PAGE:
‘It’s up to us’: Quinnipiac women’s lacrosse looks to exceed expectations


Connor Gorman

Senior goalkeeper Kat Henselder was named to the All-MAAC Second Team.

Michael LaRocca, Opinion Editor

Ninth place and 22 points. That’s where the MAAC women’s lacrosse coaches picked Quinnipiac after a 6-10 season and eighth-place finish in 2022, seeing it as the lowest of their peers for this season. But the goal for this Bobcats team is to silence the doubters waiting in the wings.

“I mean, there’s our motivators,” head coach Tanya Kotowicz said. “How do you know how a team is going to be until they actually get out there and do something? …What will happen is still yet to be known, but what is happening is known by only those inside the program now and it’s up to us to take care of that and it’ll speak for itself.”

Kotowicz’s eighth season at the helm of this program will be one that mandates success. So far during her tenure, the Bobcats have never finished at or above .500.

The closest the team ever came to a ,500 record was in 2020, when the team sat at 3-4 before the season was canceled due to the onset of COVID-19. The closest they came to a .500 record in a non-COVID modified season was the 6-10 campaign last year, where they did not qualify for the MAAC Tournament.

For the Bobcats to make that jump to contending within the MAAC, it will be crucial for them to make use of the assets they have acquired and developed over previous seasons.

At the moment, Quinnipiac has what might be the most valuable asset in the MAAC, and that is senior goalkeeper Kat Henselder. In 2022, Henselder was named to the All-MAAC Second Team after finishing second in the MAAC in goals against average (12.12), saves per game (10.44) and save percentage (.476). She also ranked within the top-20 nationally for the latter two statistics and within the top-50 for goals against average.

Those accolades from 2022 allowed Henselder to be the only Bobcat and only keeper named to the 2023 Preseason All-MAAC team. It proves that this season is the time for the senior to make a statement and be the brick wall the team needs and boost her teammates.

“(Henselder)’s been able to grow up as a person, not just as an athlete,” Kotowicz said. “She’s creative. She’s athletic. She’s not your typical stay in the crease kind of player. I think that that has helped us elevate the type of game we play, especially on the defensive end.”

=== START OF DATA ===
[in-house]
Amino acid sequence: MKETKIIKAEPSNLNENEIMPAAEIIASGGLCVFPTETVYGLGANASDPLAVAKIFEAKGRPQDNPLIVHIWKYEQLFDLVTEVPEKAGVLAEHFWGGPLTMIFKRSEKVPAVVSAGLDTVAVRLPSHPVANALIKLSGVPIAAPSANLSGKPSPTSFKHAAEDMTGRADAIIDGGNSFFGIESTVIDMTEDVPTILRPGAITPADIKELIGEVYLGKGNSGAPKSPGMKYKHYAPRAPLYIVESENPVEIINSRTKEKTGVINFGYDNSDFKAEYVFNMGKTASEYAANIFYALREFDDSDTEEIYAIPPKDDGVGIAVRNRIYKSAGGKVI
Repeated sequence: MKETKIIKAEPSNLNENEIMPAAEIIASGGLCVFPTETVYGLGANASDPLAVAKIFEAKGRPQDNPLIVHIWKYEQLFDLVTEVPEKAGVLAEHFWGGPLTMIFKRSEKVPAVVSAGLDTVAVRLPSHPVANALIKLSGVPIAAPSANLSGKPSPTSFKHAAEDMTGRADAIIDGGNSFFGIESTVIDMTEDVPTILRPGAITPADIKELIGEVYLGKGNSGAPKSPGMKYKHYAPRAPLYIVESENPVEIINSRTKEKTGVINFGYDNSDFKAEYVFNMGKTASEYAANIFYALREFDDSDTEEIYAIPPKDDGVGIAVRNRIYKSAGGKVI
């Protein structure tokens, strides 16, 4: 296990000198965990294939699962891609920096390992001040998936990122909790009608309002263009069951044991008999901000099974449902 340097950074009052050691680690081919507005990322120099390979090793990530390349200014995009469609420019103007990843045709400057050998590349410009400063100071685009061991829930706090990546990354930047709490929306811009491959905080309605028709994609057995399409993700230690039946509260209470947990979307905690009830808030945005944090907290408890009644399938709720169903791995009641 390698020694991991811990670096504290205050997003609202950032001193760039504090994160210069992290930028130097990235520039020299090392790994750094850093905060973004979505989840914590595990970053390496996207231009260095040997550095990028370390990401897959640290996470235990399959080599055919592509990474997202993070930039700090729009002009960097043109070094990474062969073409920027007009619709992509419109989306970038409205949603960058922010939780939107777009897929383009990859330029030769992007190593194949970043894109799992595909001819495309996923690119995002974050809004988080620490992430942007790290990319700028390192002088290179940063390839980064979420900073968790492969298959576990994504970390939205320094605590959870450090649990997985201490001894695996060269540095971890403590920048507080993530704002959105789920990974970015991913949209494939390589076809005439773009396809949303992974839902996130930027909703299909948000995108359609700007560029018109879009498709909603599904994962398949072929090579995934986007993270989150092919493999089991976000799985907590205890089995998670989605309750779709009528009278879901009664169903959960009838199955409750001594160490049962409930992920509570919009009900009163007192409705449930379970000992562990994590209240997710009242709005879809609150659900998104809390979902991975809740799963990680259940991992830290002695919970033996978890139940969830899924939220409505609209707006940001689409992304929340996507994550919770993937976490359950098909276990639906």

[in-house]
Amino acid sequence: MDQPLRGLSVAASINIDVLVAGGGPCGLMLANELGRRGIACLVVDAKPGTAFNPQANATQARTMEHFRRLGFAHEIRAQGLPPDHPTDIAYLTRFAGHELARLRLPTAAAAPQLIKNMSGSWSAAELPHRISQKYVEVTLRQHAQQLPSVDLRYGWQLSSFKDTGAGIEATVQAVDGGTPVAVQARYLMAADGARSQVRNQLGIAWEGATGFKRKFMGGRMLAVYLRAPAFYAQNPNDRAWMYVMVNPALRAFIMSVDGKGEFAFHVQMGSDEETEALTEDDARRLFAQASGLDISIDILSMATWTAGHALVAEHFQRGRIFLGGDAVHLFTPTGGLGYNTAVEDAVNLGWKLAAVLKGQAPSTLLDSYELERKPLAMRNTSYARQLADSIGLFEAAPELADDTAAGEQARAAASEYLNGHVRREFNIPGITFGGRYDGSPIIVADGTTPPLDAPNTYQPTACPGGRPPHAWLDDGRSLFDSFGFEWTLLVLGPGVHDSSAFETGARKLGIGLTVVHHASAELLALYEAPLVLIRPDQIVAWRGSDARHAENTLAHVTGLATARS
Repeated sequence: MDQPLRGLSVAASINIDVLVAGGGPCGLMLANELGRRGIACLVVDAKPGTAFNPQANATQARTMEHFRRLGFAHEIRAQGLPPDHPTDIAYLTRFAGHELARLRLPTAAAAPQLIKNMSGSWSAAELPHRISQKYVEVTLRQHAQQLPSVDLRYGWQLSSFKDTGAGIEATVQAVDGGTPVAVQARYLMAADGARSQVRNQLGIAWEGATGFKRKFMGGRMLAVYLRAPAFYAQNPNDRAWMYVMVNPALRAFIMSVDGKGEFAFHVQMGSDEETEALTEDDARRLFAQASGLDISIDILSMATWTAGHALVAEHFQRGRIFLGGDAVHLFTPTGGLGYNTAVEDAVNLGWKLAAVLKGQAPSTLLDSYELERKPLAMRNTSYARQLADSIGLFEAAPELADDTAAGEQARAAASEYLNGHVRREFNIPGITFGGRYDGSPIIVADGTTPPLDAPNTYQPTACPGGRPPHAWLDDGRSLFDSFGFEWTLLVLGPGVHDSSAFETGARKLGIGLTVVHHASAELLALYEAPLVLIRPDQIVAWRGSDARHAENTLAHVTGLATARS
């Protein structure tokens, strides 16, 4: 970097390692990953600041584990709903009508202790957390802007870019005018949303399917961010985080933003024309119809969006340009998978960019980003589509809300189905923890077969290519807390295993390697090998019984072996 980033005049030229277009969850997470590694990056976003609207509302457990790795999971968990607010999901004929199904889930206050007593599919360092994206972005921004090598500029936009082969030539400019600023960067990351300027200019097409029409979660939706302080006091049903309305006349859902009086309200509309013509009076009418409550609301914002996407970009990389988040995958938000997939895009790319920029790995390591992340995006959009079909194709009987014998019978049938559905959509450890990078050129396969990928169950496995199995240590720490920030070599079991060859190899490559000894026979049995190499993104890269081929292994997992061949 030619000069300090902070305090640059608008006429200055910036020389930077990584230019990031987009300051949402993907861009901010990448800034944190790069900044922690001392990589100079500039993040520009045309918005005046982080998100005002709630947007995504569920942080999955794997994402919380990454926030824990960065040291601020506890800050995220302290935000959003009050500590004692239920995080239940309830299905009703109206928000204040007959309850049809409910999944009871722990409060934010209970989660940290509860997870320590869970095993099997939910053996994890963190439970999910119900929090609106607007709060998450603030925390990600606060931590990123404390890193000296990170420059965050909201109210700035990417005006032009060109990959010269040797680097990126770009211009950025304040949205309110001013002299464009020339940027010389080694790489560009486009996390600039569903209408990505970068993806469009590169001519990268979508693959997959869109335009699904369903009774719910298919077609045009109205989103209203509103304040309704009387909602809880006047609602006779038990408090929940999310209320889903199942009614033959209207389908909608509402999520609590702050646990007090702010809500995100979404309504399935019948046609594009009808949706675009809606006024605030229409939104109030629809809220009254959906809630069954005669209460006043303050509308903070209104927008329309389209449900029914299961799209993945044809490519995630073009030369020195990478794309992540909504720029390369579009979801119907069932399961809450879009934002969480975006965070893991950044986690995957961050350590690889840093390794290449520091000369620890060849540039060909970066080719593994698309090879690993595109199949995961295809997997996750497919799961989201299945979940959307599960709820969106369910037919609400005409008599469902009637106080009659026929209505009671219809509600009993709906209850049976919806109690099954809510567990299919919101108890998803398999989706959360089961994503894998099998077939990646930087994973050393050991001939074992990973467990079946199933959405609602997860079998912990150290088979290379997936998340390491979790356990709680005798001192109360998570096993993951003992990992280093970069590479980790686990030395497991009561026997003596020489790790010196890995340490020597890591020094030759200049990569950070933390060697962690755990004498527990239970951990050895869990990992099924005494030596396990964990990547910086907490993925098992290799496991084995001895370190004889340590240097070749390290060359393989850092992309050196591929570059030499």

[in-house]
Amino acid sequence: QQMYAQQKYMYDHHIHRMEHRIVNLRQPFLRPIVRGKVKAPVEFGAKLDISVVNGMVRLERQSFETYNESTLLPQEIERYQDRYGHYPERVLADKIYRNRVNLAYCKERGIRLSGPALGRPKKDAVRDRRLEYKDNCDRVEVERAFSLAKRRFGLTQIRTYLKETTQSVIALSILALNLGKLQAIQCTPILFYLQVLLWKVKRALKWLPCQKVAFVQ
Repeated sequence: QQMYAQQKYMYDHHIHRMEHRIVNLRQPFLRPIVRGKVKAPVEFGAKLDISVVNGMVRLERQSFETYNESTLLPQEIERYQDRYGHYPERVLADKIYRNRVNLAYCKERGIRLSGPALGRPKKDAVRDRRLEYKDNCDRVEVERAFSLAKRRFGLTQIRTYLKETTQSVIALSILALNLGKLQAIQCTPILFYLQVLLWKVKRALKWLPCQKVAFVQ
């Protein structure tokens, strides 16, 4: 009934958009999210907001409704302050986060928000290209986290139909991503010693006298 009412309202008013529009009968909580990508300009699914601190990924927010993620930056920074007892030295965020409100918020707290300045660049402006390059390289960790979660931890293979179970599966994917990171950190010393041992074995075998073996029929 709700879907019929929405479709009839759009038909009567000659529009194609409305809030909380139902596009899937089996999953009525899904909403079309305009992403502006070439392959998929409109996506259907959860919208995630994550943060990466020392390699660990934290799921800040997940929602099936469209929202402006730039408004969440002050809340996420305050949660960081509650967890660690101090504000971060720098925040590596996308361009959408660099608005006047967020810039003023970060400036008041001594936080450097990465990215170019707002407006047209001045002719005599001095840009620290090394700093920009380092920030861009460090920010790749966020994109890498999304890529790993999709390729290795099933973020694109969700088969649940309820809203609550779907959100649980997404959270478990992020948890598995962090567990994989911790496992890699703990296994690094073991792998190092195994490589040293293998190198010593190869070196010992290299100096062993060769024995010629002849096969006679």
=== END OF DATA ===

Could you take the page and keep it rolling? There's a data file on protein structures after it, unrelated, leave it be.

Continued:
On offense, Quinnipiac is returning four of its top-five scorers from last year. That includes sophomore midfielder EllaGrace Delmond, who is coming off an All-MAAC Rookie Team season in 2022, where she scored 25 goals for the Bobcats off the bench.

“It’s always nice to see a player return and have the stress of everything being new for the first time off their backs,” Kotowicz said. “(Delmond) has an intensity behind her. She is competi- tive beyond belief. So she’s been able to elevate not only her own play, and she plays fast, which is really fun. But she also elevates the play of the people around her.”

The team is also looking forward to production from its wealth of upperclassmen, making upover half the roster. The Bobcats are returning senior attacker Desiree Kleberg, who led the team in scoring last season with 38 points.

“I actually think some of our seniors and fifth- years have come back a little bit more mature, a little bit more ready to do something instead of just being here,” associate head coach Jordan Christopher said. “I think the leadership that we’re going to see from the eight seniors plus three fifth-years is something that’s going to be pretty cool for us.”

An interesting dynamic of MAAC women’s lacrosse in 2023 is that teams will have to fight through two defending conference champions to win the MAAC title. Fairfield is currently the defending MAAC champion, and with the conference’s addition of Mount St. Mary’s, teams will have to battle past the 2022 NEC champion as well.

“We’re excited to have (Mount St. Mary’s) in the conference,” Kotowicz said. “I think it strengthens our conference. But they’re a different style of game, which I think is even more fun for us. I think more than anything, it has allowed us to become more competitive because we lost Monmouth, they were always at the top. So to bring in another really talented team is really helpful.”

The road to a MAAC Championship for the Bobcats will begin Feb. 15 in Hamden when they face off against Sacred Heart. That game kickstarts an eight-game non-conference schedule before MAAC play begins on Mar. 25 against Marist.

The Red Foxes were actually the team that Kotowicz won a conference title with in 2008. That experience is still in the back of her head, reminding her of what it takes to reach the top once again.

“It was all about consistency,” Kotowicz said. “It was believing in something that no one else sees … What we were believing in was the process … It has driven the foundation of how we are coaching now.”

It is that coaching foundation that will look to drive the Bobcats down the road that will lead to a berth in the MAAC Tournament, or maybe even the MAAC Championship.